Regional Reviews: Phoenix
Also see Gil's review of Gypsy
Xanadu tells the story of a down on his luck artist named Sonny and the muse Clio, who has come to Earth from Mount Olympus with her sisters to inspire Sonny to create greatness. Urged on by Clio, who dons legwarmers and roller skates and sports an Australian accent to disguise herself, Sonny comes up with the idea to combine music, dance, painting and athletics into the ultimate symbol of 1980s artistic greatness: a roller disco. However, Sonny discovers that the abandoned theatre he thinks would be great to turn into the roller disco is owned by a shrewd, older businessman named Danny who isn't too keen on just handing it over to Sonny. It also turns out that Danny has a strange past connection to Clio. Another obstacle is the curse that Clio's two jealous sisters place on her to fall in love with the mortal Sonny, which is forbidden by their father Zeus and could result in Clio's banishment from Mount Olympus or, even worse, her death.
The musical features all of the hit songs from the movie, including "Magic," "Suddenly," and "I'm Alive," along with the title tune as well as other ELO songs like "Evil Woman," plus the huge Newton-John hit, "Have You Never Been Mellow." While the plot follows the screenplay somewhat, Douglas Carter Beane added additional elements that poke fun at the '80s, Greek mythology, and even the trend to turn movies into stage musicals. The jokes fly fast, though not all of them quite land, and the story moves along briskly while the songs are all incorporated fairly well to flow naturally from the characters thoughts and actions.
While there are a few moments when the show drags and the plot, while simple, has some holes and a quick conclusion, director and choreographer Courtney Laine Self and her gifted cast have a firm grasp of the silly, comic nature of the piece. Self adds plenty of fun '80s steps to the show, along with some humorously staged disco roller-skating maneuvers.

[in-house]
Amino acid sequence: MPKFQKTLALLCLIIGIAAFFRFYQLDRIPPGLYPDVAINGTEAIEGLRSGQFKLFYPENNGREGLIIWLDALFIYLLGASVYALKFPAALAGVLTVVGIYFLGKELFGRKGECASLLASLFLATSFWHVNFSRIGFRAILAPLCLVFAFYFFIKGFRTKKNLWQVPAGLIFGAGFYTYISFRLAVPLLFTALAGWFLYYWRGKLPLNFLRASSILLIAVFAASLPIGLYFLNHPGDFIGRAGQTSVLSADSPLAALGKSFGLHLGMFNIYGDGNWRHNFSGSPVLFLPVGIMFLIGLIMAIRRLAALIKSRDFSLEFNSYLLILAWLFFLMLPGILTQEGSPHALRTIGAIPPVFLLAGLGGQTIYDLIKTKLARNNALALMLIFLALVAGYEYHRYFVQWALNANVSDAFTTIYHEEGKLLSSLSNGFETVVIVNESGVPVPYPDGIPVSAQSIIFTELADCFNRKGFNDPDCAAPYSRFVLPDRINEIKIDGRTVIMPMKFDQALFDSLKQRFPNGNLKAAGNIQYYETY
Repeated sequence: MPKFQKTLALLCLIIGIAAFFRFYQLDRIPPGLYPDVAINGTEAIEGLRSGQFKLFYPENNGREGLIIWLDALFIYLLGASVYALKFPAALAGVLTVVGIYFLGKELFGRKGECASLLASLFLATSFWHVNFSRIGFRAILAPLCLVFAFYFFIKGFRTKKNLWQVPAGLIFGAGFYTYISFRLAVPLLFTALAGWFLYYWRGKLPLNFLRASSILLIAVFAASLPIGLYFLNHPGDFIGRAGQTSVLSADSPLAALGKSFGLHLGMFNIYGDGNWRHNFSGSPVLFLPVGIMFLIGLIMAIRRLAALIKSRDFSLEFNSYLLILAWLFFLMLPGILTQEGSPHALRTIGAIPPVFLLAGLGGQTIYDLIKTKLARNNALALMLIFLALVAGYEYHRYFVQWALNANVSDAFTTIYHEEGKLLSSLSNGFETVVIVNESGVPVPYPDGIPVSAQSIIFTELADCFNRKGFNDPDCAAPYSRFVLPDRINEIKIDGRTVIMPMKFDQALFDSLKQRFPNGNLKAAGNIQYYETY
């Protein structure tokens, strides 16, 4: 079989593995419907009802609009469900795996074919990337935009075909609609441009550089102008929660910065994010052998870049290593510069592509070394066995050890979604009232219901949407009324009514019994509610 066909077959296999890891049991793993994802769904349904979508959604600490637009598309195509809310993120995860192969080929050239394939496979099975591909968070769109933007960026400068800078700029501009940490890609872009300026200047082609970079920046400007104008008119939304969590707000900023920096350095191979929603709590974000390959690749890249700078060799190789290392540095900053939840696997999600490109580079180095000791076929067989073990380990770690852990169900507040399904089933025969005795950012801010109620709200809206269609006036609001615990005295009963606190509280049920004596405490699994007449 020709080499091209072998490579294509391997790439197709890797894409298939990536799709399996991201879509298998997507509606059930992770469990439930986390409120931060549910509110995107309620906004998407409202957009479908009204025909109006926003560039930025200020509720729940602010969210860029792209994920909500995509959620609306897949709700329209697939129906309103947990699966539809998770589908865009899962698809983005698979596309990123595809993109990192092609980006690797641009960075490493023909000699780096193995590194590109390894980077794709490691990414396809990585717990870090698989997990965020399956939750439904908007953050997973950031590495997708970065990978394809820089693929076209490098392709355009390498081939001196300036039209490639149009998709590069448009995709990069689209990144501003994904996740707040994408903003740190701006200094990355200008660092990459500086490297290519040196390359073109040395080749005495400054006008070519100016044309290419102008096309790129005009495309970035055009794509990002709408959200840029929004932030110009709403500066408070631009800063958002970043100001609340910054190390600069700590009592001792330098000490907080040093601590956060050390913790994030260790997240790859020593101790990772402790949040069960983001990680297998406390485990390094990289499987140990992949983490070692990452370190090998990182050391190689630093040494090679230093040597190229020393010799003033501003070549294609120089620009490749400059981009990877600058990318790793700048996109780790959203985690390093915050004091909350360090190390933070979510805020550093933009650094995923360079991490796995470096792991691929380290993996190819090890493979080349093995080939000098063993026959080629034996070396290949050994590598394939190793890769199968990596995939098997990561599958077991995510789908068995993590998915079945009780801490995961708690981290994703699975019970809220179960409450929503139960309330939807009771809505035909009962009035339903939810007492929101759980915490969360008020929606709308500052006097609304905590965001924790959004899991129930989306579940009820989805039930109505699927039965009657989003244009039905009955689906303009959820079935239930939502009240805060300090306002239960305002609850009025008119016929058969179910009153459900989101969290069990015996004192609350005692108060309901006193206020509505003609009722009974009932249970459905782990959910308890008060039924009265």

Sal Pavia and Liz Fallon make a fun couple as Sonny and Clio. They both have warm, bright and clear singing voices that deliver gorgeous versions of familiar pop-rock songs. Fallon does a fairly good impression of Newton-John's Australian accent, while Pavia is very good as the charming yet slightly daft and goofy young artist. Bill Saunders does well as Danny, with some touching line deliveries in his flashback scene and a firm grasp on the insanity of the other character he plays, Zeus. Julie Galorenzo and Renée Kathleen Koher are comic gold as Clio's two scheming sisters. They both chew as much scenery as possible, get big laughs, and deliver soaring vocals, especially in their hilarious duet, "Evil Woman." All of the main cast members have good comic timing, which helps get big laughs from Beane's inspired dialogue, and the ensemble look like they are having a blast.
Mark 4Man's exceptional music direction derives superb harmonies from the cast and a perfect pop-rock sound from the four-piece band. The scenic design by Joseph C. Klug, while static, is quite effective in creating a large playing space to depict the Venice beach where the story begins, the stage of the run-down theatre, and the court in Mount Olympus. Matthew Solomon's costumes humorously present the worst of '80s fashions along with some humorous Greek mythical character designs in the second act. The lighting design by Elisheva S. Siegel uses a rainbow of ever-changing colors and shadows to effectively add dimension and variety to the various locations in the plot.
With some of the biggest hit pop songs from the 1980s, Xanadu has a phenomenal score of well-known ballads and love songs. While it is a silly show with a very silly plot, it has charm in spades and several laugh out loud moments. It may not be everyone's cup of tea, but with a great cast and inspired creative aspects, Arizona Broadway Theatre's production sure makes for an infectious and humorous affair.
Xanadu, through September 29, 2019, at Arizona Broadway Theatre, 7701 West Paradise Lane in Peoria AZ. For tickets and information, visit www.azbroadway.org or call 623-776-8400.
Direction and Choreography: Courtney Laine Self
* Appears courtesy Actors' Equity Association